Moonshot Thinking: Tumor Banking, Data Sharing, and Innovation is key
In what evolved into a cancer moonshot think tank, a special event was held at Weill Cornell Medicine on June 29, one of 270 held in tandem across the United States convened by Vice President Joe Biden, with a national summit at Howard University in Washington, DC.
Biden invited regional participants to discuss the goals of the “Cancer Moonshot” mission, announced in January by President Barack Obama as a way to accelerate cancer research, foster data sharing and collaboration, and improve patient access to care — all on a five-year timeline.
Philip Stieg, M.D., Ph.D. and Lewis Cantley , Ph.D. Biden joined the event briefly via a conference call in which he urged participants to “push the boundaries of what is possible” and work collaboratively to make it happen.
Lewis Cantley, Ph.D., director of the Sandra and Edward Meyer Cancer Center, and event host Philip Stieg, Ph.D., M.D., director of the Weill Cornell Brain and Spine Center echoed this sentiment in their remarks.
“At the end of the day someone wants to get the Nobel Prize for curing cancer,” Stieg said. “But that’s counterproductive to what we are talking about.”
Cantley shared examples of cross-disciplinary discoveries made in his own lab, and how the cancer center was working with its partners, such as the Englander Institute for Precision Medicine, on data sharing, institutional tumor banking and computational tools. A video highlighted additional technologies, including the use of the Hololens virtual reality device as a clinical and teaching tool to bring data to life.
Himisha Beltran, M.D., a genitourinary oncologist and clinical director of the Englander Institute, said the challenge is often being able to apply the information gathered from these data points into treatments. Sometimes scientists identify molecular mutations, but there are no known drugs to treat it or, as in Greenfield’s example, the patient cannot access them.
Another gap is in sharing this data, within the hospital network and on a larger scale that would benefit doctors elsewhere, as well as patients who might not have access to large academic medical centers
“We are fortunate here that we have all the resources for our patients, but not all hospitals have that,” Nanus said. “What if you don’t have an expert in house? We need big data that is shared.”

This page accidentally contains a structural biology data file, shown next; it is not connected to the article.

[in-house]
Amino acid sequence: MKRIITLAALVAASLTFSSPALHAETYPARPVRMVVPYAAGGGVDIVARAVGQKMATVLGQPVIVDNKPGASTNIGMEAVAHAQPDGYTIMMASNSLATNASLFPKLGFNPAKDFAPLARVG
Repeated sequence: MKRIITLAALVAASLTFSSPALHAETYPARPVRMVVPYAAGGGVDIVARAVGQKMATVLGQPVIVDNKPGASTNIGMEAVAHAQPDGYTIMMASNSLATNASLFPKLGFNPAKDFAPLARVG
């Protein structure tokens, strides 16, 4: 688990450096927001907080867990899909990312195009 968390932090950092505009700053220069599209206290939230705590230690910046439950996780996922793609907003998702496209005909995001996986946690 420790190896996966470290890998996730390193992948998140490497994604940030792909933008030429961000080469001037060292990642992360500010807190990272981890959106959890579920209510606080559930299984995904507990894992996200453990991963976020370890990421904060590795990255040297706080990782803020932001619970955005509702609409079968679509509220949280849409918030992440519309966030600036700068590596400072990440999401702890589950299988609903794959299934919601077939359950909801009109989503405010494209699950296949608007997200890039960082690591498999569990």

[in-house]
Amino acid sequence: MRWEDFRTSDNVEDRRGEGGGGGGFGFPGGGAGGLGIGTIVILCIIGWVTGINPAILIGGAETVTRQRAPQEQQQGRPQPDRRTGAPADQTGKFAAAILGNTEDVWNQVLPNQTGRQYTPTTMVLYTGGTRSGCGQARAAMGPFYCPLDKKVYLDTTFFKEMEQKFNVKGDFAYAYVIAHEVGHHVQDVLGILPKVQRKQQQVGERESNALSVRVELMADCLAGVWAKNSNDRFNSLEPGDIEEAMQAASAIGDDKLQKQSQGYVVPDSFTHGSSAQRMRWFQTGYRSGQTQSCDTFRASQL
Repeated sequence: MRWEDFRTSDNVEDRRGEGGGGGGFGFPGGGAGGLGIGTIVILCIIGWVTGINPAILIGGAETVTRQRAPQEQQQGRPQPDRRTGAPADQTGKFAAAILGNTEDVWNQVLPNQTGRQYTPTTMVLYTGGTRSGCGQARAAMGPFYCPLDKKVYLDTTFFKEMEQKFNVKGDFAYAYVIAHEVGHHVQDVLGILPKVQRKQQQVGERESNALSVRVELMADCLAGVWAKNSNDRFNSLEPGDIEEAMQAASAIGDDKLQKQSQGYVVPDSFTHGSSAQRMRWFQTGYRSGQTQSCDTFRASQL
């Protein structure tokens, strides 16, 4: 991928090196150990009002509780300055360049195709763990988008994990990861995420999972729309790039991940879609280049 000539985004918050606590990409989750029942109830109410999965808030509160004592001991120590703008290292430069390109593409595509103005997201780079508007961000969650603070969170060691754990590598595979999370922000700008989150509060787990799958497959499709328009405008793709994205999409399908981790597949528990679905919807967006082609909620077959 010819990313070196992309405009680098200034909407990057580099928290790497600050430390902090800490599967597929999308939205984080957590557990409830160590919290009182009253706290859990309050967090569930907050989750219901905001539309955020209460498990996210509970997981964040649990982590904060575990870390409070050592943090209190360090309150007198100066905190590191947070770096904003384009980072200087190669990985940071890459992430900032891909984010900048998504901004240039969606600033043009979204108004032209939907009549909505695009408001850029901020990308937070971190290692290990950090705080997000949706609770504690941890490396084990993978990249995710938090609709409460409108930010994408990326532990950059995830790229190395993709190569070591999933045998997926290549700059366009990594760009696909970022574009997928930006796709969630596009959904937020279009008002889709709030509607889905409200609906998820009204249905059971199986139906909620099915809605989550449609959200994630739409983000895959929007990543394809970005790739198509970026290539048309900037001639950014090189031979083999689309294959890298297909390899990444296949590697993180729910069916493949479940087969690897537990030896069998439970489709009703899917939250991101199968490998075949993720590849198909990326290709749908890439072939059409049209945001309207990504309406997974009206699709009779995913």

“We need to involve community hospitals,” Roboz added.
Dr. Allyson Ocean said one of her main goals as an oncologist is to empower her patients and give them tools to improve the outcomes of their own disease. She recently teamed up with a patient to create a digital platform where patients can share their treatment information. The site – Let’s Win! – shares scientifically-vetted data about approved therapies, emerging therapies, promising trials and recent discoveries, sometimes before they are published, in case the information can offer clinicians additional options to consider when devising treatment strategies.
“It can empower patients to ask the right questions,” Ocean said.
Audience member Jessica Morris said she appreciated such efforts. Diagnosed six months ago with an aggressive brain cancer, Morris said she immediately turned to Google and was barraged by bad news and scary information. She joined several online support groups, and has done intensive research, rapidly becoming an expert in her cancer.
She encouraged the doctors in the room to join such groups as well, to leverage social media and technology, and to embrace a human, patient-centered approach to cancer care.
Morris said she is eager to contribute to research and wishes she had more opportunity to do so.
“I am trying everything I humanly can to combat my cancer – a ketogenic diet, exercise, meditation… But nobody is monitoring all that I am doing. There’s no way to know whether it is helping,” Morris said. “It would be great to create apps where I could log this data in real time, to capture that knowledge.”
“I think we can learn from every patient is some way,” she said.